When we reached the hospital, Laura and Hollie were taken in and I was allowed in, too. We even got some tea and toast and were home again by midday! It was only afterwards that I went through all the ‘what ifs’ about the birth. My mates tease me that I’m a midwife as well as a builder, but I’m pretty proud of all three of us that night — and it’s a great story to be able to tell Hollie when she’s older.
LAURA SAYS: I never expected Holly to arrive so quickly because my daughter Isla’s birth had been nothing like that. But my body was telling me to push and there was nothing I could do about it.
Ash is so laidback and, because I was calm about everything, I think that helped him stay calm on the night. He did so well.
Afterwards, my health visitors asked me if I thought he needed counselling because some fathers who deliver their babies can be traumatised. But Ash is pretty chilled.
It was an incredibly intense experience but, if anything, it was better than my previous hospital birth. It was all natural and so quick that I’d even do it again!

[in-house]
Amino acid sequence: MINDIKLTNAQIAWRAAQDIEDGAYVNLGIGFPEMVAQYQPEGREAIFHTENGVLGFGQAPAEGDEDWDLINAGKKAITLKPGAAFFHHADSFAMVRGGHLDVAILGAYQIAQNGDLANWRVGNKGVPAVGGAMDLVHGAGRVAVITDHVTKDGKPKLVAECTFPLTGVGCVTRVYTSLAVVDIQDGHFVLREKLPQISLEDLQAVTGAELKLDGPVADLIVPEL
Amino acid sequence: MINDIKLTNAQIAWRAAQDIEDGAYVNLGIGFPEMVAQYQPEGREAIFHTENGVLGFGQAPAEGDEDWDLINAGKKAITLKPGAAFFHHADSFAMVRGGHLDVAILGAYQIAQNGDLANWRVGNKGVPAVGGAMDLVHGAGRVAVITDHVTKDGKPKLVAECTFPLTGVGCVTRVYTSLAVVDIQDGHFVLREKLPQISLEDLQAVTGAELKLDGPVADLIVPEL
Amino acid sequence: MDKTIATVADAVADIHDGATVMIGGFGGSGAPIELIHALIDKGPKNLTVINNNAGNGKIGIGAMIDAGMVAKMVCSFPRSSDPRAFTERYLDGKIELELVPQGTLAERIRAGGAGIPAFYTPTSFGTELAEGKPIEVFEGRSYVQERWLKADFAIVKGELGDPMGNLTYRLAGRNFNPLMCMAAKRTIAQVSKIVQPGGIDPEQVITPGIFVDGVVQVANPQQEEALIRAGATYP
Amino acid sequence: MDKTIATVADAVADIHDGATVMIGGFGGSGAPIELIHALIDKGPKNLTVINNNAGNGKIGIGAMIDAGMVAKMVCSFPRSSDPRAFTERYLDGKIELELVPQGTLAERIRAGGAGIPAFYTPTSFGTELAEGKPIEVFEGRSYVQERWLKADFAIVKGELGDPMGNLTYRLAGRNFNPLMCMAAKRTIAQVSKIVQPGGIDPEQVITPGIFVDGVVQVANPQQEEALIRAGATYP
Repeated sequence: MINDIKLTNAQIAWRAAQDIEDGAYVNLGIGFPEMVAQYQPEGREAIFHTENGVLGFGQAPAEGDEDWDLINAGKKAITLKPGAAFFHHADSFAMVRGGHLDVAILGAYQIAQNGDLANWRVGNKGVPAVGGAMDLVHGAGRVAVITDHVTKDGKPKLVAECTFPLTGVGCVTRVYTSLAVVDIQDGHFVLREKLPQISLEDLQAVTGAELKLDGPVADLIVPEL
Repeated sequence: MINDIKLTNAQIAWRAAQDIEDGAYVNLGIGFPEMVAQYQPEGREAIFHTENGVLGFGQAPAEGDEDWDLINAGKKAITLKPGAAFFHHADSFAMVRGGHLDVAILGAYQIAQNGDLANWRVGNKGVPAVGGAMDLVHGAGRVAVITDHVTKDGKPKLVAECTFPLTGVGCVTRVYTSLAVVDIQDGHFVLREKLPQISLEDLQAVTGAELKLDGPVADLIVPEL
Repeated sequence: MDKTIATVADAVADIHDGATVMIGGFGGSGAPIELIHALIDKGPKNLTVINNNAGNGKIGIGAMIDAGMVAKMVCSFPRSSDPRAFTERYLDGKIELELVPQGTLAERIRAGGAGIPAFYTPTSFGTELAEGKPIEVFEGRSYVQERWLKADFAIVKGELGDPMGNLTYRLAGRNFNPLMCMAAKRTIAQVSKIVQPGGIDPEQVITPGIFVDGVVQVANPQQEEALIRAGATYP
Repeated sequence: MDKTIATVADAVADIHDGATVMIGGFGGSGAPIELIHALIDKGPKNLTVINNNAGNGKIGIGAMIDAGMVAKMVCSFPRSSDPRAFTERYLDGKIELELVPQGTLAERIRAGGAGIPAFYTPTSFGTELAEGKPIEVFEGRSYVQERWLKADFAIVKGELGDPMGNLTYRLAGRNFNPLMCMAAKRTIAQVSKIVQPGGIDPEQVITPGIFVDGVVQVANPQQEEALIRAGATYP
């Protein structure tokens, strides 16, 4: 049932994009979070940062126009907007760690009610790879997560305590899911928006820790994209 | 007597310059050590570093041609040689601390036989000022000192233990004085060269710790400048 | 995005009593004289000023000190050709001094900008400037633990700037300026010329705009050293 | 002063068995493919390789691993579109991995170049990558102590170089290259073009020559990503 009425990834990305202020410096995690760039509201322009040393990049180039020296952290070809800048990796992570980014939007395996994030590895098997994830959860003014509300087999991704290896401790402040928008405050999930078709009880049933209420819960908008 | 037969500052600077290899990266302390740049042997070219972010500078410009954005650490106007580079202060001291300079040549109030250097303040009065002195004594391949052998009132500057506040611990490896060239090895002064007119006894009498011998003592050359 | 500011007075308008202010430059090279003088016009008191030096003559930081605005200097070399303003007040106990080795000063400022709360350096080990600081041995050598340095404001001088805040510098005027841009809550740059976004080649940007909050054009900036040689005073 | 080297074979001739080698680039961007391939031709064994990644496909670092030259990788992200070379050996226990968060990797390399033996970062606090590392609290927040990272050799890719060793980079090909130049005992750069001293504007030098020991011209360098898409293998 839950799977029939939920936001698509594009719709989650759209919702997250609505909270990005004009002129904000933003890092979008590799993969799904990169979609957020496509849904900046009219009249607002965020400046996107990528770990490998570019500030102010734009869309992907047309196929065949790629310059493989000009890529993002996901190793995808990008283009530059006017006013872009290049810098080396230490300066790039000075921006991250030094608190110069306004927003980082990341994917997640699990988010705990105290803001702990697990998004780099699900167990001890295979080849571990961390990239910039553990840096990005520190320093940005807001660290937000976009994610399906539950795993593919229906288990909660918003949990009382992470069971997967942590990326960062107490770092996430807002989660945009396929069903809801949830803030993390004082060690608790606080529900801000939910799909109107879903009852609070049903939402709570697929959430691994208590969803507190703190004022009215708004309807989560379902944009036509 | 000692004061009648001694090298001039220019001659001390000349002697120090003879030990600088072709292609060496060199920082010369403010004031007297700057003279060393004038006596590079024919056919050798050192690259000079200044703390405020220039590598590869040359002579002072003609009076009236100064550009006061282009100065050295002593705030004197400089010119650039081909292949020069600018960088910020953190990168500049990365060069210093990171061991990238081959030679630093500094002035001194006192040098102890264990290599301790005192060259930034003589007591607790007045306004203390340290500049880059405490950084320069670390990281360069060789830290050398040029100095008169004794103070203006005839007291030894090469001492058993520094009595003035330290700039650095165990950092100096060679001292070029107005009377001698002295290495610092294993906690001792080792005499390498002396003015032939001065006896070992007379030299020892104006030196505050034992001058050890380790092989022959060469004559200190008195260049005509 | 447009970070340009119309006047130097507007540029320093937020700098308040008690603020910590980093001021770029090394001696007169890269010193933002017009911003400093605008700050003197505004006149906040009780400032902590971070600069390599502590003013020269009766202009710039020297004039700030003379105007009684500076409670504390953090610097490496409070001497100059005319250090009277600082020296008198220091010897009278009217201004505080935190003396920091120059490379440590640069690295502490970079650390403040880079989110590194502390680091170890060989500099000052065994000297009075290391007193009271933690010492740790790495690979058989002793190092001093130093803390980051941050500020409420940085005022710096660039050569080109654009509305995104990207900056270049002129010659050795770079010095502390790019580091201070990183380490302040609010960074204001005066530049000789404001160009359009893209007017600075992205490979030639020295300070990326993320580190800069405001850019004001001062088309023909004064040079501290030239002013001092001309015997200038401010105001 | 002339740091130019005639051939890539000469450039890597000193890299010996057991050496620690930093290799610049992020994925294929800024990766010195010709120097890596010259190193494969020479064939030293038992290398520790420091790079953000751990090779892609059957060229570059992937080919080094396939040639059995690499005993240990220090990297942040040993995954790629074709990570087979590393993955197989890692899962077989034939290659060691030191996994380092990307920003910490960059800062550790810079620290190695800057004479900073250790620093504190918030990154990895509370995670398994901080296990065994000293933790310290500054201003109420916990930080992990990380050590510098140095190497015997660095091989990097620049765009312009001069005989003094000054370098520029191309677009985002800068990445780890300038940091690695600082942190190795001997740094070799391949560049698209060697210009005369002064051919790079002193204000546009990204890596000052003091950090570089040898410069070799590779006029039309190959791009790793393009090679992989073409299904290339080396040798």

I lit candles and filled the birthing pool, then I saw the baby was coming
Matt Hirst, 33, works for a joinery business. He lives in Holmfirth, West Yorks, with wife Jennie, 32, who is in marketing, and daughters Ava, two, and Mia, eight weeks. Matt says:
Two years ago, I was at our eldest daughter Ava’s hospital birth. It was quite traumatic because it was a two-and-a-half-day labour and Jennie needed an episiotomy (incision). In comparison, Mia’s birth was quick and weirdly peaceful.
The day after her due date we sent Ava to her grandparents. We’d planned a home birth with midwives present and hired a birthing pool. Jen arranged a virtual hypnobirthing refresher session so we were feeling pretty confident and relaxed about it.
At 1am on January 22, Jennie woke with strong contractions. This was it. I ran her a bath, lit candles and went to blow up the pool.
Jennie’s contraction-tracker app told us to ring the midwife.
Matt Hirst, 33, works for a joinery business. He lives in Holmfirth, West Yorks, with wife Jennie, 32, who is in marketing, and daughters Ava, two, and Mia, eight weeks
They said they were 40 minutes away and we thought we had loads of time. But while I was about to fill up the pool, Jennie had an overwhelming contraction.